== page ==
Photo by Will Jacott/Minnesota Reformer.
By and large, Minnesota Housing did a good job getting the right amount of emergency rental assistance to the right people, but that attention to accuracy led to significant delays that frustrated renters and landlords, according to a report released by the state’s watchdog legislative auditor on Thursday.
In late 2020, Congress voted to send tens of billions of dollars to states and local governments to keep out-of-work Americans in their homes through the pandemic. Minnesota received about $598 million beginning in early 2021, which the state’s housing authority distributed through a new program called RentHelpMN.
Months after the federal funds arrived, however, the state had yet to distribute a single dollar.
At the time, state officials explained the delay was due to the complexity of standing up a new benefits program that dwarfed Minnesota Housing’s annual budget.
The federal government also required numerous forms of documentation to prevent fraud, which plagued other pandemic-era programs like the Paycheck Protection Program and the Federal Child Nutrition Program.
Applicants had to wait an average of 87 days for RentHelpMN to process their applications, although Minnesota Housing eventually sped up its assistance payments toward the end of 2021 and met a key congressional benchmark to distribute the funds.
The delay led to sharp criticism from landlords, renters and Republican lawmakers, and prompted Sen. Rich Draheim, R-Madison Lake, to request that the legislative auditor review the program.
Over the course of the program, Minnesota Housing distributed an average of nine months of assistance — $7,300 per household — to more than 58,600 households, providing a lifeline to renters and landlords, who were barred from evicting tenants for nonpayment of rent for roughly two years.
While RentHelpMN program staff weeded out thousands of applications suspected of fraud, they have also identified 630 overpayments totaling $3.5 million, or less than 1% of the program’s total budget.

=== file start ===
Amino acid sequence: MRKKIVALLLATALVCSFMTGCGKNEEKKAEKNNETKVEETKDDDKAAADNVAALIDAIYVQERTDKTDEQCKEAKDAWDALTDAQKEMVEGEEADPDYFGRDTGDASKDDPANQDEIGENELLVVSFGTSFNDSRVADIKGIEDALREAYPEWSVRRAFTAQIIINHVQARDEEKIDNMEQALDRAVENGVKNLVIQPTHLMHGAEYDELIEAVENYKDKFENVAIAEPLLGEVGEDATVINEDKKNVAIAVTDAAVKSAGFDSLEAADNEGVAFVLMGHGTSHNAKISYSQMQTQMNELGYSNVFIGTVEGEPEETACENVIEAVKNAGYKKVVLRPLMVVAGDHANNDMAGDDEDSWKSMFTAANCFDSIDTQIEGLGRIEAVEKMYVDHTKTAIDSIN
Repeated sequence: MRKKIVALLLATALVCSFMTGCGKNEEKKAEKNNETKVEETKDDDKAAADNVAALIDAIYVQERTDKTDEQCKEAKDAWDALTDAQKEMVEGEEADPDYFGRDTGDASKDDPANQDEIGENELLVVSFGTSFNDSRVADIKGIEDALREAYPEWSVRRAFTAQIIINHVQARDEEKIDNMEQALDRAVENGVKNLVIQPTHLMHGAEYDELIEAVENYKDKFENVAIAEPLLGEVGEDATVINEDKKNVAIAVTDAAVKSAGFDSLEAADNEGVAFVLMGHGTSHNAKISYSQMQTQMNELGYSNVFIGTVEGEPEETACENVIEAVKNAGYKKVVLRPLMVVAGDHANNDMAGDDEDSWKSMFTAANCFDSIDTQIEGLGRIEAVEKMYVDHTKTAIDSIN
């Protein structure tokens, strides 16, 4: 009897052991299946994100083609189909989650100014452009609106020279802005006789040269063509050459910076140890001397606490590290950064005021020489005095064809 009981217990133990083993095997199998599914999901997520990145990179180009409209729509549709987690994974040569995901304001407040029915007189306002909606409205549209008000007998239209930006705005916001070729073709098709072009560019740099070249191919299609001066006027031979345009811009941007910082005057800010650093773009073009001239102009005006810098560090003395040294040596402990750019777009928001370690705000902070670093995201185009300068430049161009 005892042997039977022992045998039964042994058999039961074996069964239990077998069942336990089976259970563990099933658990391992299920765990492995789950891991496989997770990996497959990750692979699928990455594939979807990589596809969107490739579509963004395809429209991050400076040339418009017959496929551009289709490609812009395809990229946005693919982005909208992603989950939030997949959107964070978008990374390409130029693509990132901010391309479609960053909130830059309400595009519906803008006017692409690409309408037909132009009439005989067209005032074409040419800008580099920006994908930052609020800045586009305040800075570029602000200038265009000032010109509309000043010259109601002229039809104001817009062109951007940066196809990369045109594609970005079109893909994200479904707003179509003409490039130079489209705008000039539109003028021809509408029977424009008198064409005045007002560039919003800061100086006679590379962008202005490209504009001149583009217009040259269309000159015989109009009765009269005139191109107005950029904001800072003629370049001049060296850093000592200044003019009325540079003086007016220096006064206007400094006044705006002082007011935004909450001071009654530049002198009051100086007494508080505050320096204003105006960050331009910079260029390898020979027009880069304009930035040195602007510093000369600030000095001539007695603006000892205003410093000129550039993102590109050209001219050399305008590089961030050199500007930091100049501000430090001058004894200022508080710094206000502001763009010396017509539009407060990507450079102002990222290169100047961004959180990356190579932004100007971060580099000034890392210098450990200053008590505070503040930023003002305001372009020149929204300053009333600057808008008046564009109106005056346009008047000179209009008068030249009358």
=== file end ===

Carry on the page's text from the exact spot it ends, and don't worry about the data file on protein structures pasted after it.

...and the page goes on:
Minnesota Housing Commissioner Jennifer Ho responded to the report in a letter saying she was proud of the work they did given the challenge of administering a brand new assistance program during the pandemic.
The program, which stopped taking applications in January 2022, was open to renters with incomes below 80% of the area median income — about $80,000 for a family of four in the Twin Cities metro area — though the vast majority of funds went to households with incomes less than half of the area median income, according to Minnesota Housing. Renters could receive up to 18 months of assistance for rent, utilities or other housing expenses.
The work of managing RentHelpMN — processing applications and evaluating eligibility — was performed by an outside contractor, Witt O’Brien’s, which in turn also hired several subcontractors. The state paid the company about $54.7 million for its work, by far the largest share of the total program dollars, according to the legislative auditor’s report.
Minnesota Housing also contracted with a company called Allita 360 to provide the online application portal and Greater Twin Cities United Way to provide a call center to answer basic questions about the program. Local community groups were contracted as well to advertise the program and help people apply.
According to the legislative auditor’s report, RentHelpMN application processors weeded out thousands of applications suspected of fraud and correctly determined eligibility in most cases.
In 40 of the 41 applications that state auditors reviewed, RentHelpMN application processors correctly determined eligibility. Ten of those applications were correctly denied: one applicant was above the income limit; five did not have past-due rent; and the remaining four were either suspected of fraud or did not respond to requests for more information.